Gov­ern­ment fund­ing help­ing an­i­mal wel­fare


WE live in a world where bad news grabs head­lines more eas­ily than good news, and where it’s more popular to crit­i­cise than praise gov­ern­ments. It’s easy to for­get that many pos­i­tive events hap­pen around us and that the aim of most of our elected rep­re­sen­ta­tives is to help rather than to hin­der.

One such pos­i­tive an­nounce­ment was made on the Fri­day be­fore Christ­mas. The Min­is­ter of Agri­cul­ture, Si­mon Coveney, an­nounced the lat­est round of gov­ern­ment fund­ing to an­i­mal wel­fare groups around Ire­land: €1,867,200 has been given to 142 or­gan­i­sa­tions in­volved in de­liv­er­ing an­i­mal wel­fare ser­vices through­out the coun­try. The fund­ing is “ex gra­tia”: to use the dic­tio­nary def­i­ni­tion of this term, it is “done from a sense of moral obli­ga­tion rather than be­cause of any le­gal re­quire­ment”. This gov­ern­ment fund­ing of non-gov­ern­men­tal an­i­mal or­gan­i­sa­tions is ex­cep­tion­ally un­usual, even on a global scale. Nearly all an­i­mal char­i­ties else­where on the planet, in­clud­ing the UK, de­pend en­tirely on the gen­eros­ity of pri­vate in­di­vid­u­als.

So for all the crit­i­cism that’s dealt out to the Ir­ish gov­ern­ment, this is an area where a round of ap­plause is de­served. The Depart­ment of Agri­cul­ture web­site in­cludes a de­tailed list of the funds al­lo­cated to each wel­fare group. If you look at the back­grounds of the 142 or­gan­i­sa­tions that are helped, you’ll see that they are staffed by hard work­ing, ded­i­cated in­di­vid­u­als who are gen­uinely help­ing an­i­mals. They are mostly vol­un­teers who do­nate their own time and en­ergy (and of­ten money) to the or­gan­i­sa­tions that they work for. With­out the fi­nan­cial support from the Ir­ish gov­ern­ment, they would not be able to help nearly as many needy an­i­mals.

My un­der­stand­ing is that the Depart­ment of Agri­cul­ture fund­ing was in­tro­duced in 1995 by Fianna Fail’s Joe Walsh when he was Min­is­ter of Agri­cul­ture. Mr Walsh re­tired from pol­i­tics in 2007, and he died just two months ago. The on­go­ing an­nual fund­ing of an­i­mal wel­fare groups is a legacy that his fam­ily should be proud of.

It is a credit to the var­i­ous po­lit­i­cal par­ties that have been in power since then that the ex gra­tia pay­ments have not been sub­ject to the dra­matic cuts that have been ap­plied to other ar­eas of gov­ern­ment spend­ing in th­ese eco­nom­i­cally chal­leng­ing times. In fact, the fund­ing has been in­creased from €1.2 mil­lion in 2009 to the cur­rent fig­ure of just un­der €1.9 mil­lion, an in­crease of 58% at a time when many bud­gets else­where have been slashed. The cur­rent Min­is­ter of Agri­cul­ture, Si­mon Coveney, de­serves a big thank-you for con­tin­u­ing to help Ir­ish an­i­mals with this gen­eros­ity.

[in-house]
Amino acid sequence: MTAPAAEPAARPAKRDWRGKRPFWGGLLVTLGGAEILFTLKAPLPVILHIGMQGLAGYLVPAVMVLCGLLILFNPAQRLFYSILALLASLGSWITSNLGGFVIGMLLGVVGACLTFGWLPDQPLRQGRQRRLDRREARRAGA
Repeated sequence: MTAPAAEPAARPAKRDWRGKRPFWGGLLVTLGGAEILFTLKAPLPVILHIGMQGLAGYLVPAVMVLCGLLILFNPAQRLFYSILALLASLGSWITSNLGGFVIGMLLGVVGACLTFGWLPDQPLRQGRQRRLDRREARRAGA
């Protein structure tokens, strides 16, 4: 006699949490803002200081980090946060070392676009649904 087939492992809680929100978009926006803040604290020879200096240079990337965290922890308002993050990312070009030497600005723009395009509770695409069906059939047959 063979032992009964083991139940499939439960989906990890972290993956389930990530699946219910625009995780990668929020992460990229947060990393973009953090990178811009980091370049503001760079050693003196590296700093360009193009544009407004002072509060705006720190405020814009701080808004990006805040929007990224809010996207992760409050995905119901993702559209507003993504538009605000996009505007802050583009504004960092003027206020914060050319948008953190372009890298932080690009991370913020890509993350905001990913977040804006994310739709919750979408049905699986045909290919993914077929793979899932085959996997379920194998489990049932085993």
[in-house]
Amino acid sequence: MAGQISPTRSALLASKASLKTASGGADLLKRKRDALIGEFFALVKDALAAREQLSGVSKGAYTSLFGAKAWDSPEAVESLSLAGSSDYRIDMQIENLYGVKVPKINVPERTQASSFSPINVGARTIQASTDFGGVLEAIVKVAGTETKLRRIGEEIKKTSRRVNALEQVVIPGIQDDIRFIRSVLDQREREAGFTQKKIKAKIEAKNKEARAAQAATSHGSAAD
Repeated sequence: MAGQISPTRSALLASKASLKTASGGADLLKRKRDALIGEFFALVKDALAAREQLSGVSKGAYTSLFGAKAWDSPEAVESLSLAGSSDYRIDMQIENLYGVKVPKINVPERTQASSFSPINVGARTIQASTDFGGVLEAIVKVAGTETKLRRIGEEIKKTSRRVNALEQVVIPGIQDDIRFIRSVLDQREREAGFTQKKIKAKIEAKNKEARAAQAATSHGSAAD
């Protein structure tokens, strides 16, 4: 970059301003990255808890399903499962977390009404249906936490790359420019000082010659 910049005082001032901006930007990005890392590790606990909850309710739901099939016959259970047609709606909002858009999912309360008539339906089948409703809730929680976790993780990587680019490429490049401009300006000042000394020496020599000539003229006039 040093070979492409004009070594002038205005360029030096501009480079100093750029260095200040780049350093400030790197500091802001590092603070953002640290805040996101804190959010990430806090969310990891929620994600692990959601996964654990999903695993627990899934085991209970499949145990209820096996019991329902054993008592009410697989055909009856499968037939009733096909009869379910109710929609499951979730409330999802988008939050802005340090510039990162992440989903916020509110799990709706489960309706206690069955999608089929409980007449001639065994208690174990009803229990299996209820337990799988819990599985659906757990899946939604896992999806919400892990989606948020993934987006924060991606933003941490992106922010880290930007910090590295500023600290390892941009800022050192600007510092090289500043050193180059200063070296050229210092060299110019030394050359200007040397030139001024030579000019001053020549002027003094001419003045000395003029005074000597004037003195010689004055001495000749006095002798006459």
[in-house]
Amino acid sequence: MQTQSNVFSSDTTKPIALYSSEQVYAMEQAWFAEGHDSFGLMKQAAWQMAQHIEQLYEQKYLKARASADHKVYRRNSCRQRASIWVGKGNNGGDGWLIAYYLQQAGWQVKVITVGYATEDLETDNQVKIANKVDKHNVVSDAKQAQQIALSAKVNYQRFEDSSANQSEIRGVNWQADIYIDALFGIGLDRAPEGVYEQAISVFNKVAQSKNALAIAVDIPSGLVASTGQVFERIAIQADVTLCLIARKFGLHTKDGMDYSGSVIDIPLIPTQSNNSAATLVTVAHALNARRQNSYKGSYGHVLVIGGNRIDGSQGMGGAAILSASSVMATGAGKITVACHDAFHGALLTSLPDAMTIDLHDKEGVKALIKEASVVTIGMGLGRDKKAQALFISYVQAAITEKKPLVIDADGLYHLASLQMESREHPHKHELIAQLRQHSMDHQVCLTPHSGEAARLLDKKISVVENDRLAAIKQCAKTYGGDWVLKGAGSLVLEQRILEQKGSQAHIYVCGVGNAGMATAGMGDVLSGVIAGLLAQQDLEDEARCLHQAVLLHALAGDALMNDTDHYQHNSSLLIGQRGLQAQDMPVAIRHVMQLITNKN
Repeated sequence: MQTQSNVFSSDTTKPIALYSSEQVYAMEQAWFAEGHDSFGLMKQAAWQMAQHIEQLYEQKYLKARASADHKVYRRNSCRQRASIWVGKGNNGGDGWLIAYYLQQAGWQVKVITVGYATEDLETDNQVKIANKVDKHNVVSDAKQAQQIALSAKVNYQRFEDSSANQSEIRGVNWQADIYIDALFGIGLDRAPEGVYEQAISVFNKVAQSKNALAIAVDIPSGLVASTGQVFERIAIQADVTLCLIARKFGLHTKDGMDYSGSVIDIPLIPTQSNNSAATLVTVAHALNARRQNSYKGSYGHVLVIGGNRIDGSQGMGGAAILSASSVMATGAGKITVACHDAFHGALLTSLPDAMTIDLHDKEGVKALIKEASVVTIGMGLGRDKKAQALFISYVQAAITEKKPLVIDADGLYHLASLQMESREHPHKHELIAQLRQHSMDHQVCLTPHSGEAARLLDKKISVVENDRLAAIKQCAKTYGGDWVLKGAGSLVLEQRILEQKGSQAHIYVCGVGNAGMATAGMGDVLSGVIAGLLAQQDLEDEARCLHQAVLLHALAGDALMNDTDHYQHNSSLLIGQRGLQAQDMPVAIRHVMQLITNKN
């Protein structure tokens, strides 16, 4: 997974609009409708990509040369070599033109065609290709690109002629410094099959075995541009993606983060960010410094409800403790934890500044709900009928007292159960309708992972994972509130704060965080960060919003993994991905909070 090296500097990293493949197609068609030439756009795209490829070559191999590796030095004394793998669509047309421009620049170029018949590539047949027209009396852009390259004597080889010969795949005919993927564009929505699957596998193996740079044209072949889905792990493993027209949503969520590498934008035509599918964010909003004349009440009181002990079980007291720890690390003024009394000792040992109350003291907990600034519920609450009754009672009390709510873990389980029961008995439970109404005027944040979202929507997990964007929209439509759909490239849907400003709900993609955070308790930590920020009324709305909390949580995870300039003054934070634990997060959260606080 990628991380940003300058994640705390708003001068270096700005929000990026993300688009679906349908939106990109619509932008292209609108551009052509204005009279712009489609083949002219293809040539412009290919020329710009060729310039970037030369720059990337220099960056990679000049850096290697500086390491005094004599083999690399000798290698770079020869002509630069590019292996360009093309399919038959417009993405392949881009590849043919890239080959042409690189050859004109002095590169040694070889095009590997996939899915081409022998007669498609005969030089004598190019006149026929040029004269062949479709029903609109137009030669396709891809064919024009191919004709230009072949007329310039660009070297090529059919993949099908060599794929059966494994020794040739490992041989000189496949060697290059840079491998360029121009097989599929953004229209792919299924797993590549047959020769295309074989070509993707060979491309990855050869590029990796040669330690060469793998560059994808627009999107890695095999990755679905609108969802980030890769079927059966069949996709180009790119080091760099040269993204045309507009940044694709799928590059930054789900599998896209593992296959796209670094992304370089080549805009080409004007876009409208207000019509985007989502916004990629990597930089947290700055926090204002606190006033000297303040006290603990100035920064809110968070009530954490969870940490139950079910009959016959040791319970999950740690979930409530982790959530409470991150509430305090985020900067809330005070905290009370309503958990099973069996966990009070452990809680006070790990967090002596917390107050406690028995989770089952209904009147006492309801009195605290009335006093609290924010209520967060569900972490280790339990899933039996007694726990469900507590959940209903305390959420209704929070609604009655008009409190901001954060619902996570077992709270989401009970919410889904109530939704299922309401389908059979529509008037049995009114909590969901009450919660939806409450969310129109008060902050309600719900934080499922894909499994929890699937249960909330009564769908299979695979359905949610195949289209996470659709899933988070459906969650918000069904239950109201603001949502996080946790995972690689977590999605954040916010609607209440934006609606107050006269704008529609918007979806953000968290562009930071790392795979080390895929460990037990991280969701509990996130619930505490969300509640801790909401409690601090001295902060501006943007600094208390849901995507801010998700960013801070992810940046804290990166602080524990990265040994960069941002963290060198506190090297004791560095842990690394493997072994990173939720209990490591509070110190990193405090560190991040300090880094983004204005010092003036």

The ex gra­tia fund­ing is care­fully con­trolled, only be­ing granted un­der strictly con­trolled con­di­tions. The money is aimed specif­i­cally at or­gan­i­sa­tions in­volved in the de­liv­ery of an­i­mal care and wel­fare ser­vices, par­tic­u­larly to com­pan­ion an­i­mals. The Depart­ment of Agri­cul­ture is clear that fund­ing is limited and is in­tended only as a con­tri­bu­tion to the over­all costs of the or­gan­i­sa­tions. Most an­i­mal wel­fare groups view the money as a wel­come top up to their or­gan­i­sa­tional costs rather than as the main­stay of their an­nual bud­get plan. Do­na­tions from the gen­eral pub­lic are still es­sen­tial, pro­vid­ing for most of the daily run­ning costs. In many cases, the gov­ern­ment money is like an emer­gency lifebelt be­ing thrown to a swimmer in trou­ble: the funds have pre­vented many over­stretched an­i­mal wel­fare groups from hav­ing to close down.

The money is care­fully ad­min­is­tered by of­fi­cials at the Depart­ment of Agri­cul­ture. An­i­mal wel­fare groups have to fill in a de­tailed ap­pli­ca­tion form, and they are sub­ject to in­spec­tion of the or­gan­i­sa­tion’s premises and pa­per­work by lo­cal au­thor­ity vet­eri­nary of­fi­cers to en­sure that an­i­mal wel­fare is be­ing gen­uinely sup­ported. In past years, there was a “code of prac­tice” which or­gan­i­sa­tions had to aim at. This year, the ter­mi­nol­ogy was changed sub­tly but sig­nif­i­cantly, and there are now “con­di­tions to be ad­hered to” by or­gan­i­sa­tions ap­ply­ing for fund­ing. If they do not com­ply with th­ese, they will not be given money. This al­lows the gov­ern­ment to in­flu­ence how the money is spent, in a pos­i­tive way. Spay/neu­ter­ing cam­paigns for cats and dogs are crit­i­cally im­por­tant el­e­ments in con­trol­ling num­bers: all fund­ing re­cip­i­ents of aid should have pro­grammes in place to tackle this in their own ar­eas. Wel­fare groups are also en­cour­aged to have greater vis­i­bil­ity in their lo­cal com­mu­ni­ties, so that peo­ple know who to call on for help with an­i­mal wel­fare is­sues.

Gov­ern­ment of­fi­cials are also keen to tackle the po­ten­tial prob­lem of “an­i­mal hoard­ing” by some an­i­mal wel­fare groups i.e. the ac­cu­mu­la­tion and per­ma­nent hous­ing of large num­bers of un­wanted pets that are dif­fi­cult to re­home be­cause of prob­lems such as ag­gres­sive be­hav­iour. The cost of main­tain­ing long-term res­i­dents like this pre­vents funds be­ing spent on other needy an­i­mals. It’s de­bat­able whether such long term in­sti­tu­tional care is even in the in­ter­ests of the an­i­mals them­selves.

It’s heart­en­ing that the Ir­ish gov­ern­ment takes an­i­mal wel­fare se­ri­ously enough to con­tinue to of­fer fi­nan­cial support to those help­ing an­i­mals in need.

An­i­mal wel­fare groups de­serve fi­nan­cial support

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